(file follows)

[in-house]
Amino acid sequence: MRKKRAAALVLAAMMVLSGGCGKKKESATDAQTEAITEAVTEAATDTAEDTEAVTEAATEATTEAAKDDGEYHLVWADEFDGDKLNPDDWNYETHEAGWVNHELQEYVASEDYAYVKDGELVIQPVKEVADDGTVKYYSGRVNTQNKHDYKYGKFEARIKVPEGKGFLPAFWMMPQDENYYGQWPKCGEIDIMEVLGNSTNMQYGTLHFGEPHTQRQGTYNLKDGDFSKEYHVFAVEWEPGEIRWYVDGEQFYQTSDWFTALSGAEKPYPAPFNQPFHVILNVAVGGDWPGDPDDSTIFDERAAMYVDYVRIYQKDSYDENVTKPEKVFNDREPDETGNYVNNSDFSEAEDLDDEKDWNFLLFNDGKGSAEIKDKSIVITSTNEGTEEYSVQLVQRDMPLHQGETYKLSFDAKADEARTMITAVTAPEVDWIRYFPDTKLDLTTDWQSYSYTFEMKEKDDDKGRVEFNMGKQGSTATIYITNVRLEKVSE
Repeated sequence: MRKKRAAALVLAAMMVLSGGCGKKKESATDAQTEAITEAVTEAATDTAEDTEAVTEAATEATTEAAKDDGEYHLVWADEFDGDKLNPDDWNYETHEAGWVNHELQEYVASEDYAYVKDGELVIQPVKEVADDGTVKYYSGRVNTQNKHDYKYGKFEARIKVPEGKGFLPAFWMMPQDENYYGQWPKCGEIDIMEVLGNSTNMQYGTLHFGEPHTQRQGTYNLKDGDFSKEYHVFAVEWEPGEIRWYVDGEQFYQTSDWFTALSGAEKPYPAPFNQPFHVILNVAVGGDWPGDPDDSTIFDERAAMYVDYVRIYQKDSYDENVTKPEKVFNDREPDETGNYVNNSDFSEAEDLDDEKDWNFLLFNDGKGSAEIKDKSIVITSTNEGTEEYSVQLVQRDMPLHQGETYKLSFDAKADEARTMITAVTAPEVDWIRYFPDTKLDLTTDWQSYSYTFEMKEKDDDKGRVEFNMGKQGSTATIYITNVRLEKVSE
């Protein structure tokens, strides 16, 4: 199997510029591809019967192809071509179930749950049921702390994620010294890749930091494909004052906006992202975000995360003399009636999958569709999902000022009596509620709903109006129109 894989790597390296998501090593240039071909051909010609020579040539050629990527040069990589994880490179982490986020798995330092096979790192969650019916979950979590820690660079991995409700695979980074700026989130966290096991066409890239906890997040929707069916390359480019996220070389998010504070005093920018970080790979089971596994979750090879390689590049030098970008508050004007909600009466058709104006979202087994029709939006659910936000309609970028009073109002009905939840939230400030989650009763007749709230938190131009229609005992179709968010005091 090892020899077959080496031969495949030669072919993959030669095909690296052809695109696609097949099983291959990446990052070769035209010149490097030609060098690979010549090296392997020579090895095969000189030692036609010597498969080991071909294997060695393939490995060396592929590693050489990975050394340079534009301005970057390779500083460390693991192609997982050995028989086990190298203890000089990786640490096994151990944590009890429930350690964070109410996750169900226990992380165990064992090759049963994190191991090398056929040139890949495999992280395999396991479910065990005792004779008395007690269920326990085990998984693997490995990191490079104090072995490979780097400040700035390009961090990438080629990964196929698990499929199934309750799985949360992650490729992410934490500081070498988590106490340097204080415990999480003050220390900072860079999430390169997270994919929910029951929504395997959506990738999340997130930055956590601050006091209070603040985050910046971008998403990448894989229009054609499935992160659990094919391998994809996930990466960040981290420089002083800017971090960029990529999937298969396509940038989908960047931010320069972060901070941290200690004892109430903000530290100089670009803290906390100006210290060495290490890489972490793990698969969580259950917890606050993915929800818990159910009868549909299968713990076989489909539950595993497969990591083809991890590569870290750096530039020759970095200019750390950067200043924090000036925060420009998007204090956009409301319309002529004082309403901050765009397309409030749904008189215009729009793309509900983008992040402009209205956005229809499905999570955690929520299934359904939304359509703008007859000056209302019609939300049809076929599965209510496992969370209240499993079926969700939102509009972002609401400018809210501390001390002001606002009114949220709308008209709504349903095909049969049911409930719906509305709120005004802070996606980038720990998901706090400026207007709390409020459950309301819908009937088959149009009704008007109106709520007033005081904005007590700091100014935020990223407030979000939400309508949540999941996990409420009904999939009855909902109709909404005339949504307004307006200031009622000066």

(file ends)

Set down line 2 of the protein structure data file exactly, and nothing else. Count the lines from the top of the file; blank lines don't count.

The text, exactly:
Amino acid sequence: MRKKRAAALVLAAMMVLSGGCGKKKESATDAQTEAITEAVTEAATDTAEDTEAVTEAATEATTEAAKDDGEYHLVWADEFDGDKLNPDDWNYETHEAGWVNHELQEYVASEDYAYVKDGELVIQPVKEVADDGTVKYYSGRVNTQNKHDYKYGKFEARIKVPEGKGFLPAFWMMPQDENYYGQWPKCGEIDIMEVLGNSTNMQYGTLHFGEPHTQRQGTYNLKDGDFSKEYHVFAVEWEPGEIRWYVDGEQFYQTSDWFTALSGAEKPYPAPFNQPFHVILNVAVGGDWPGDPDDSTIFDERAAMYVDYVRIYQKDSYDENVTKPEKVFNDREPDETGNYVNNSDFSEAEDLDDEKDWNFLLFNDGKGSAEIKDKSIVITSTNEGTEEYSVQLVQRDMPLHQGETYKLSFDAKADEARTMITAVTAPEVDWIRYFPDTKLDLTTDWQSYSYTFEMKEKDDDKGRVEFNMGKQGSTATIYITNVRLEKVSE